matter at that point, although do not cone fine myself to the use of double rows of. slats, single rows being usedwith good success,

'A In lorder to obtain a' high degree of clean- I' liness olfthe gas, it is necessarythat every sla't surface becovered with alm of water.

.In order to assure this totheffullestdegree top row 'of baliles .spraying downward 4I einp'ly 'a series of` spray nozzles so de- ','signed and so placed that they cover the entire bailiel surfaces in each row and tier. I prefer to place a `set of these'nozzles 14 belowv each tier of baffles, spraying with the flow 'of the'gas, and another set 15 above the against the flowof gas. I have found that this method of spraying givesthe best effect .with the least amount of'water.

' The sprays are individually connected to the water supply system, and each one provided with a separate valve outside of the tower, so they can be individually or collectively shut o and cleaned out while the washer is in operation.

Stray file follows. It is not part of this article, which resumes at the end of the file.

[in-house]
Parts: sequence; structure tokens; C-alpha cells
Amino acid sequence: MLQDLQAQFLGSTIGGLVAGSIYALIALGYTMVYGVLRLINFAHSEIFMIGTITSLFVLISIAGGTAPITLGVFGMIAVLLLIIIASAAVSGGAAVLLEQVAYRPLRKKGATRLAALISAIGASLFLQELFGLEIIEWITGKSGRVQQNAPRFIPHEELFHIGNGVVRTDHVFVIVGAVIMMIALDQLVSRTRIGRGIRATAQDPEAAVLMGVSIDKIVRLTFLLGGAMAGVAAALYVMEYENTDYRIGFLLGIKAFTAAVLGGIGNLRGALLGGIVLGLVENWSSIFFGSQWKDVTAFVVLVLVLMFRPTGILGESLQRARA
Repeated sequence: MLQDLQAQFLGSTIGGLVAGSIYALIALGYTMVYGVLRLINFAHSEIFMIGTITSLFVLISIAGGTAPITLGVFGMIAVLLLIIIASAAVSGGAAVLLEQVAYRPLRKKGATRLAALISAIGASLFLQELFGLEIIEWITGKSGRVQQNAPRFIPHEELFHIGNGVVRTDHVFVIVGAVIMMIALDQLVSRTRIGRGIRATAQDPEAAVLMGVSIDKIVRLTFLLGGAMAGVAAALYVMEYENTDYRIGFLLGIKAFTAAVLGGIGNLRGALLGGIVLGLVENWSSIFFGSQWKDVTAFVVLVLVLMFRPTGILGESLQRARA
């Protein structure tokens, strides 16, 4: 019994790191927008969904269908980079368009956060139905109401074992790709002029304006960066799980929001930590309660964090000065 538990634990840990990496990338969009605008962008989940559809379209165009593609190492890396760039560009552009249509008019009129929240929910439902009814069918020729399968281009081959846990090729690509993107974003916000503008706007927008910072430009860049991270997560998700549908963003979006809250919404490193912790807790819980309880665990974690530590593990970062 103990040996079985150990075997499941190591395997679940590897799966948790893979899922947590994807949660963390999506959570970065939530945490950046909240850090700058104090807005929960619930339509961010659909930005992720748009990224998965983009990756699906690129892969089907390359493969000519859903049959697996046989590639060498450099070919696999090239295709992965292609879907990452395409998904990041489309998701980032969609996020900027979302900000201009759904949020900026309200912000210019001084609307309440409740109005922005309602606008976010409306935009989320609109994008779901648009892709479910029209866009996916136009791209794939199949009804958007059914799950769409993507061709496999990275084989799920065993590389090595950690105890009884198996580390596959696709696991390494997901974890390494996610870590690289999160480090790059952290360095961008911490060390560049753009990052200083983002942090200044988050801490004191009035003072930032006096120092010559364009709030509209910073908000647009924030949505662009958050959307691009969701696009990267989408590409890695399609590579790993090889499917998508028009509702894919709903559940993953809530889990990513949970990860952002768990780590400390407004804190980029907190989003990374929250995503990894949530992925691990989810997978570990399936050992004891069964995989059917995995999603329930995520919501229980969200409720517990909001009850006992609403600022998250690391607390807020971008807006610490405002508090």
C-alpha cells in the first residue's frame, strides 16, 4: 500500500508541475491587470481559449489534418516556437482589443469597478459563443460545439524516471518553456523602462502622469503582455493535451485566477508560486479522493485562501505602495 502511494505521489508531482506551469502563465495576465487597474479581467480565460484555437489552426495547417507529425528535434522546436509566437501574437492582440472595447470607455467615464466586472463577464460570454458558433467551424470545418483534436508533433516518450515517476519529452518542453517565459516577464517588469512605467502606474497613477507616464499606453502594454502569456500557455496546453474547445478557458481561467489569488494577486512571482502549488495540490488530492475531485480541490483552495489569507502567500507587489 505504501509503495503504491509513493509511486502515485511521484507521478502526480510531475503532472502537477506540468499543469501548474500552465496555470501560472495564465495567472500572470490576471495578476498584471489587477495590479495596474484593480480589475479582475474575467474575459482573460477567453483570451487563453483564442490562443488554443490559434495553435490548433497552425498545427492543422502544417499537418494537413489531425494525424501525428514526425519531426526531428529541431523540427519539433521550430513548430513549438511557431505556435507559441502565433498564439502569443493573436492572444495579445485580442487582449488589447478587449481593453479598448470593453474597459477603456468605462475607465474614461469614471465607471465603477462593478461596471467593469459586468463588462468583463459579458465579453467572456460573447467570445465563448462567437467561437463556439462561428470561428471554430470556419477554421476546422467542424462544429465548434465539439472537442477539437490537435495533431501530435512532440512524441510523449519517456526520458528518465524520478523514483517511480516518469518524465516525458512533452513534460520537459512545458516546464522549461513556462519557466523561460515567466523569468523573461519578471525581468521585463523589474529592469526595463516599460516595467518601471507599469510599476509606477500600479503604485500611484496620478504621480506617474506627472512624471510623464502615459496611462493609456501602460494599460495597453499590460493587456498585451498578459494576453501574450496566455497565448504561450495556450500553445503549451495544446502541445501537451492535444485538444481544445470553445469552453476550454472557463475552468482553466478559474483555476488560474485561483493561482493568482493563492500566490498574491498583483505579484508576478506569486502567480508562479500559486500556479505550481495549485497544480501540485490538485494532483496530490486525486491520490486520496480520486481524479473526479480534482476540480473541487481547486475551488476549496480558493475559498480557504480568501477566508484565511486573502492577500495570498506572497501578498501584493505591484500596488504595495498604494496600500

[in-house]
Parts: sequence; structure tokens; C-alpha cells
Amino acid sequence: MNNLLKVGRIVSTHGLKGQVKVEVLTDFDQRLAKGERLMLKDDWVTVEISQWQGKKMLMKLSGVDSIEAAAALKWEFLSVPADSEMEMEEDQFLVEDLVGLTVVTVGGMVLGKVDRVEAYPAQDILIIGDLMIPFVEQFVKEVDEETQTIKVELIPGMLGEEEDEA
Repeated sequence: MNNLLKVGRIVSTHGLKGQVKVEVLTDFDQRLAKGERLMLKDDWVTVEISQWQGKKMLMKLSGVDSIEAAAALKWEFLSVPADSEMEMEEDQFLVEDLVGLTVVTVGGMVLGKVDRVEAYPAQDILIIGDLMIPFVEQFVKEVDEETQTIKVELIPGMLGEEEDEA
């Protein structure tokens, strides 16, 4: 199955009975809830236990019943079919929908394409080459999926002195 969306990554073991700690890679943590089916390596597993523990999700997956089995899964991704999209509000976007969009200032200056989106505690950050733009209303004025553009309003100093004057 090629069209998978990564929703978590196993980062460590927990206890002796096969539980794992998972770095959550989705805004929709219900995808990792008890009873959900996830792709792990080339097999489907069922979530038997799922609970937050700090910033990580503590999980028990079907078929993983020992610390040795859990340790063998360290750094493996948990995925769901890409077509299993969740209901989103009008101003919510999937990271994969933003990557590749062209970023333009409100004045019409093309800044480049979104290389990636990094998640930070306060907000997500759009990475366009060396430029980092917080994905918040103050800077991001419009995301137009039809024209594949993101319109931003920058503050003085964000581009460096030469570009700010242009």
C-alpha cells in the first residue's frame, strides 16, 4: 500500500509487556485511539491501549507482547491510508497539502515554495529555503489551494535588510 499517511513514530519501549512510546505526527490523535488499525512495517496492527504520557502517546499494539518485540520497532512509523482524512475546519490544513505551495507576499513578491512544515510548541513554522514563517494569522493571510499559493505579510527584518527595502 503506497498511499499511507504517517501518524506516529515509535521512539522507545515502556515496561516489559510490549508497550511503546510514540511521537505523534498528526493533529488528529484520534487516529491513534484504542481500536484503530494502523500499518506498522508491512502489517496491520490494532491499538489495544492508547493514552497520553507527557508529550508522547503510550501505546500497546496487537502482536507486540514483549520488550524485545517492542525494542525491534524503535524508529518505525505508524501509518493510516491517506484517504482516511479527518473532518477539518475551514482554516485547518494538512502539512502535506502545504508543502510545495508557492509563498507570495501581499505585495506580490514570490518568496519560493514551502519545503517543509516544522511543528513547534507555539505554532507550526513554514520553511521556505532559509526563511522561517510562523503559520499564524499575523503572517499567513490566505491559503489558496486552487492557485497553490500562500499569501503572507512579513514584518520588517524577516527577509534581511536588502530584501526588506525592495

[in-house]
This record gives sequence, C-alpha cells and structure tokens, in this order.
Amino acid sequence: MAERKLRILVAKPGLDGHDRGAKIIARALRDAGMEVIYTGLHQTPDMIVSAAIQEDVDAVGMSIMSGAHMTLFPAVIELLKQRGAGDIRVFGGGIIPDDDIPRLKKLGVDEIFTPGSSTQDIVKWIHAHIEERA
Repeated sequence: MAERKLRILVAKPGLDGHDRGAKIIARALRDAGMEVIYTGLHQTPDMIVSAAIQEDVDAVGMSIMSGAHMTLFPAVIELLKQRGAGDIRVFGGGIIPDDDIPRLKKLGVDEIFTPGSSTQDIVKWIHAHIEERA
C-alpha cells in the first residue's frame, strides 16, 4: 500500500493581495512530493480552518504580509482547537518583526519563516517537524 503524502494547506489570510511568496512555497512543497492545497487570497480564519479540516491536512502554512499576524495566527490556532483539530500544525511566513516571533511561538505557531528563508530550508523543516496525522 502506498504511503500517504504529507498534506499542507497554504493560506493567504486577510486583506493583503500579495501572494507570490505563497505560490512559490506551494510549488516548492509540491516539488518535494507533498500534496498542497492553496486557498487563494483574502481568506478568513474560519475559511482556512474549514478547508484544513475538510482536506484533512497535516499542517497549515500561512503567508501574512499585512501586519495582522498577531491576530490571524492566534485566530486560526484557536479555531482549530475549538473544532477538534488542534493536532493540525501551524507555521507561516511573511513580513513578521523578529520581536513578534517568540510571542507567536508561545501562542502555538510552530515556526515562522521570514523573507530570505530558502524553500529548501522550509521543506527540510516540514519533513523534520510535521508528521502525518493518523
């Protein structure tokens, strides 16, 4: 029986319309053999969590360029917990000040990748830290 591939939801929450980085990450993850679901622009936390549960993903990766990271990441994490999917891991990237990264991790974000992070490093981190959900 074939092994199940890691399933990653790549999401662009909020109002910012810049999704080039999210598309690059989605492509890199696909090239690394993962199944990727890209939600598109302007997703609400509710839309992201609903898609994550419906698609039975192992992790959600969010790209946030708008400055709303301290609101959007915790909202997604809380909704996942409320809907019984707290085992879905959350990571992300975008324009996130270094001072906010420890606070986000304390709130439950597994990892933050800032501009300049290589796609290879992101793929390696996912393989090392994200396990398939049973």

The 'water sprayed in the upper part of the tower and collected on the 'bales drops l' ofl'l the lowest row of baiiles in a heavy rain into the lower part of the tower, in which I accomplish `the rough cleaning, preferably by employing the well-known Zschocke system of hurdles. These hurdles consist of I, a plurality of rows of vertical slats 16, and I prefer to employ a relatively large number of these vertical slats, as shown in Fig.

1. These woodenl slats, being placed in a ing of the gas takes place. The gas enterf ing through the opening 11 is caused to ascend trough the falling rain and the heavier particles which are carried in .suspension `Aare washed out at'that point. The bottom ofthe tower consists of a cone 17 designedv with a suiliciently steep angle, preferably building on its'slope.

60 degrees, so as to prevent any solids from The cone is closed at its bottom by a'suitable valve 18,; prefer4 ably of the sliding type, through which the washer can be emptied when desired. Above this vvalve is a permanent outlet connecting.

with a discharge pipe 10, through which the wastewater from the tower ows continuously.' The discharge pipe is bent so as to form a seal which prevents any gas from escaping.

In the construction shown in Fig. 2 the` shell 20 is substantially the same as that shown inv Fig. 1, and the upper portion of the shell I provide diagonally disposed bailles arranged in four tiers, 21, 2 2, 23, 24.

The sprays 25, 26 are arranged slightly different from those shown in Fig. l, water tially as described.